|Laura Jurd Quartet at Match & Fuse Warsaw 2015
Photo Credit: Thuy Duong Dang
Match & Fuse Festival Warsaw
(Mózg Powszechny, Warsaw. 12th June 2015. Second day of three. Report by AJ Dehany)
Our own Laura Jurd Quartet‘s Polish debut which opened the second day of the festival was warmly received. The trumpeter herself and expressive drummer Corrie Dick are both sensations who have made big names for themselves straight out of the blocks. Compared to other genres, jazz doesn’t really thrive on hype. Their secret is just that they’re really, really good.
Against a background depicting the pin-cushion Saint Sebastian, Polish band Kinsky is like the Residents crossed with the Birthday Party, a confrontational mix of bellicose rock and performance art, complete with costume changes (the singer turning from a Polish Mark E Smith into Louis XIV), a bizarre dance segment, the deployment of a strobe light into the eyes of the audience, and the use of a hairdryer to send plastic bags into the air. You have to experience them. Fly to Poland.
Relocating from the Powszechny’s larger Teatr auditorium to the small Mózd bar is an inspired curatorial touch; later in the night the intimacy of a venue becomes a bigger part of what connects the music to the audience. Eyeball to eyeball with the bands, you can hear every click of the guitar pedal.
OKO from Dublin got us dancing to their turntable scratch rhythms and cut-up vocal samples and atonal squelchy circuit-breakery sounds during which very briefly the guitarist played what I think might have been the first actual walking bassline of this ‘jazz’ festival. The guitarist, mark you. Trying not to corpse, the band accompanied a bizarre unprintable recorded monologue before kicking into massive held stoner rock power chords that shifted into a transporting workout in 5/4 that just got heavier and heavier before lifting into an almost spiritual sounding groove.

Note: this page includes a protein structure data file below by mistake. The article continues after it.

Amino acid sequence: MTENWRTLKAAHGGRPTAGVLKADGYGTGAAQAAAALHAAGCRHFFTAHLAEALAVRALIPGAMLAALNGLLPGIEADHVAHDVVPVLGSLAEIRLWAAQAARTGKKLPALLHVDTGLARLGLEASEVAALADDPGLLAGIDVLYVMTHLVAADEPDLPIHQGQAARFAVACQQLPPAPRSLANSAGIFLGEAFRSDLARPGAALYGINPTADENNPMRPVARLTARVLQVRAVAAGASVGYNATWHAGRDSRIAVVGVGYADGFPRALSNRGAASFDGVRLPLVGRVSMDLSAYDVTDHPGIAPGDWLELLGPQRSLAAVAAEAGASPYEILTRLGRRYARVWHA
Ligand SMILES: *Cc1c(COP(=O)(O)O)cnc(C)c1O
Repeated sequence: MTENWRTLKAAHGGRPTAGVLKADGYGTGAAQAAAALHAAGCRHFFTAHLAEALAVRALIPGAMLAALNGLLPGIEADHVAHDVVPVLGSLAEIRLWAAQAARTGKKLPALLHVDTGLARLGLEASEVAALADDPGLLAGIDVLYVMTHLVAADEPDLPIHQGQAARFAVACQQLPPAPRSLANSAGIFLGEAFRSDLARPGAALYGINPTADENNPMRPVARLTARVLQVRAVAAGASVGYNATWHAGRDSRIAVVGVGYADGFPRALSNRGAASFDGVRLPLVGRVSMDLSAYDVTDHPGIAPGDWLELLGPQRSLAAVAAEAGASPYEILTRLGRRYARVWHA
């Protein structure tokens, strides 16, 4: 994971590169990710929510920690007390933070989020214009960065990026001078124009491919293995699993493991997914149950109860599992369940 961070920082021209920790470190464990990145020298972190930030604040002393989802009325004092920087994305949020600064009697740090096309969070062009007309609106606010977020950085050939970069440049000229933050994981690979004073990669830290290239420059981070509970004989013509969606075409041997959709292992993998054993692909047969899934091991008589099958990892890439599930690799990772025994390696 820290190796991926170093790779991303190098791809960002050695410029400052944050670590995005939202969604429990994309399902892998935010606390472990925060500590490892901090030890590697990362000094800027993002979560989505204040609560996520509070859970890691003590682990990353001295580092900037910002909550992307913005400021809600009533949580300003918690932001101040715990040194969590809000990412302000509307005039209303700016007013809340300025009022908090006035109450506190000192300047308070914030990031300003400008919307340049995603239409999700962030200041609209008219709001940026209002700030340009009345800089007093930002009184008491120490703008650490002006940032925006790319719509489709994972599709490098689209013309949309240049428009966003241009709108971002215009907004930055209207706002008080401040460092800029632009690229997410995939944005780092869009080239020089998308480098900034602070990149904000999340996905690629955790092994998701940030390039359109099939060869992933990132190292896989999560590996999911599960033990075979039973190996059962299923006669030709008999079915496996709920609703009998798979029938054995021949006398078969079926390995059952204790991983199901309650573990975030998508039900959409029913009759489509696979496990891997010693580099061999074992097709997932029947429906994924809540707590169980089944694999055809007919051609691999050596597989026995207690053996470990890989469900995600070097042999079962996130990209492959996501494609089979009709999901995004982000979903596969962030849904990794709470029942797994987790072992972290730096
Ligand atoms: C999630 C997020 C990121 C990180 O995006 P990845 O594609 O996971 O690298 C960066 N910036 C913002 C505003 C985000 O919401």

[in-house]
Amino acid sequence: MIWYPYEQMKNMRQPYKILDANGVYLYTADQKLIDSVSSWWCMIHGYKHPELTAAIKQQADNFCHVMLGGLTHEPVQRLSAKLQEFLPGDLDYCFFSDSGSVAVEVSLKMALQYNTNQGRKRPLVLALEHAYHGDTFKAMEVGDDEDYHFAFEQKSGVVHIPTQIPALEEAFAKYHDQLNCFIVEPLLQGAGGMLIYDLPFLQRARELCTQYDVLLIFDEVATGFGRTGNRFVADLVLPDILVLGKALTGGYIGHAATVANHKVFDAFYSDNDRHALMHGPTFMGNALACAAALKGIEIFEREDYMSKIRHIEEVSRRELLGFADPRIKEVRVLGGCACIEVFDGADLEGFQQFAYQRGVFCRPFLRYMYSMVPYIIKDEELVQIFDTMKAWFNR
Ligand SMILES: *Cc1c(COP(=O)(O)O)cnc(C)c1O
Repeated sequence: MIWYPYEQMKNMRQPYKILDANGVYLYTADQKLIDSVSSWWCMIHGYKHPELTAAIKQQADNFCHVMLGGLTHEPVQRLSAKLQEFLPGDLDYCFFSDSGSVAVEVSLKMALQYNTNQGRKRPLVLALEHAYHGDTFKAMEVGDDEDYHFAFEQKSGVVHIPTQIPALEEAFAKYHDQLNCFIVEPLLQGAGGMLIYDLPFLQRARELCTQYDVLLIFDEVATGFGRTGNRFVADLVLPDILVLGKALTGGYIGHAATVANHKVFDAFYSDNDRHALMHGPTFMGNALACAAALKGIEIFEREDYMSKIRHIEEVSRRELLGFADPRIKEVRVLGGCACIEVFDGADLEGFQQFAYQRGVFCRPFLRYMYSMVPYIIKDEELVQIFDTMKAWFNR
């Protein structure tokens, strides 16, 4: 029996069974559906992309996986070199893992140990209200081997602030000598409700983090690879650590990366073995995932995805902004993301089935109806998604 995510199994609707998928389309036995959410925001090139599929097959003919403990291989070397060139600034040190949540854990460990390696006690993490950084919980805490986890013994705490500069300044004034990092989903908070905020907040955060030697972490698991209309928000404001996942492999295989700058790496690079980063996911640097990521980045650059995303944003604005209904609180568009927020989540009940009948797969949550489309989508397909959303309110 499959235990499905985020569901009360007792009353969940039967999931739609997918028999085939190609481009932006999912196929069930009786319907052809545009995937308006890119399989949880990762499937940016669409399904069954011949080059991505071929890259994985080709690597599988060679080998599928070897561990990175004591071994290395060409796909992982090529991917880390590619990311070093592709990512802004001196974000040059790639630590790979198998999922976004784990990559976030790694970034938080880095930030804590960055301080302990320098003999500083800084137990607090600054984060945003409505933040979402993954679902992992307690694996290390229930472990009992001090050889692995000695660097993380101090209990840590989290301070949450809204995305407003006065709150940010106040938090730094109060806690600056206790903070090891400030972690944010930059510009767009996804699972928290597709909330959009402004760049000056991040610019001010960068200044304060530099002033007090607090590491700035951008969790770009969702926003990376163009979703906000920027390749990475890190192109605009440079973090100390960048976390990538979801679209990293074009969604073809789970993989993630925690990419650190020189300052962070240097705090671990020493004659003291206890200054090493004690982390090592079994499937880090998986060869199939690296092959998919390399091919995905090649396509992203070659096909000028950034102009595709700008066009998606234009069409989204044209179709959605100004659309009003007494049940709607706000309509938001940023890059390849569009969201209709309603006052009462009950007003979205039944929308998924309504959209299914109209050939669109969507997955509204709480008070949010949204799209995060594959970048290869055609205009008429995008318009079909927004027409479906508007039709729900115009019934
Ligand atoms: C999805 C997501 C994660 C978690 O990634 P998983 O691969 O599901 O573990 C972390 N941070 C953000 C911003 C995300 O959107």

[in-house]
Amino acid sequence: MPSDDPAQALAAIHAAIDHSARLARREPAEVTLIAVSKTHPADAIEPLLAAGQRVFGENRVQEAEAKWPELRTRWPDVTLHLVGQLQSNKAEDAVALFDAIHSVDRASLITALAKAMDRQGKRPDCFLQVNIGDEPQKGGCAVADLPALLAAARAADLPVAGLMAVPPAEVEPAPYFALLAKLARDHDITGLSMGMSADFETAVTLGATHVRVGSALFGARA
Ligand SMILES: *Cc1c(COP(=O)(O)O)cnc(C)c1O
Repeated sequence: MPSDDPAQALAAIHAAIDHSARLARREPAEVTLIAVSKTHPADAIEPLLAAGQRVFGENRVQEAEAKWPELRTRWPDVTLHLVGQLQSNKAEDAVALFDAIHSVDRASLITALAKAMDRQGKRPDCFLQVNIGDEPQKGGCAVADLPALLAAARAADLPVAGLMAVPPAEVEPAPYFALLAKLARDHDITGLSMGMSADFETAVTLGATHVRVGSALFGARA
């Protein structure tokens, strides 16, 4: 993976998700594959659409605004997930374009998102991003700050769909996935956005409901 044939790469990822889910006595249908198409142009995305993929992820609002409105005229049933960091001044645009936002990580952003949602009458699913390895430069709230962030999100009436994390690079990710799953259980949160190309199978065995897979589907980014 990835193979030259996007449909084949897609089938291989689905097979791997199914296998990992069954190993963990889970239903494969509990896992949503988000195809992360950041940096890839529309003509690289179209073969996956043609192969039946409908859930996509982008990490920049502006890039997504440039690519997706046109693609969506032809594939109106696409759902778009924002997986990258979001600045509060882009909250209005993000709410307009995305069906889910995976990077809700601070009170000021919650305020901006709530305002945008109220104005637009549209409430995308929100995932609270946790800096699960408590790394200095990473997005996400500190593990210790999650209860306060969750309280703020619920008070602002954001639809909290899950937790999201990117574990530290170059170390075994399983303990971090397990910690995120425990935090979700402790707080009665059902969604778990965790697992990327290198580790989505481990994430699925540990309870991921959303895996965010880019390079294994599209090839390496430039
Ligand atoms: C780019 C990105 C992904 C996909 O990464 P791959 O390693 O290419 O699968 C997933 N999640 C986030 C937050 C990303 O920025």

French quintet Alfie Ryner brought a tremendous power driven by strenuous brass themes and cycling rhythms that drill into your chest and burn into your brain. Sometimes you know it’s in 4/4 (or 8/8) but it can sound deceptively like all time signatures all at once. Some advanced dancing is required. Big on sound, their set’s conclusion was monstrous, positively Mahlerian.
As I went back in for the customary Match & Fuse intra-band collaborative finale, someone outside was saying that the secret to, well, just ‘the secret’ is to never rehearse, never. But a little can go a long way and tonight’s Eirik Tofte March & Fuse Orchestra just sounded more intense and realized. The system of hand signals, or ‘sound painting’ seemed to guide the musicians in a surprisingly precise-seeming way while naturally retaining the inherent freedom of improvisation. I’ve never seen a jam session forced to do an encore before, but this is what happened. The music concluded on a gloriously discordant brass rhythm figure and some proper elbows-on-the-keys discordant stabs, a fitting end for an evening of very forceful music. Hanging out while the dust settled, the Irish guys were asking around for some nasty techno/rave option to continue the party. It was getting light, and I fled for my life.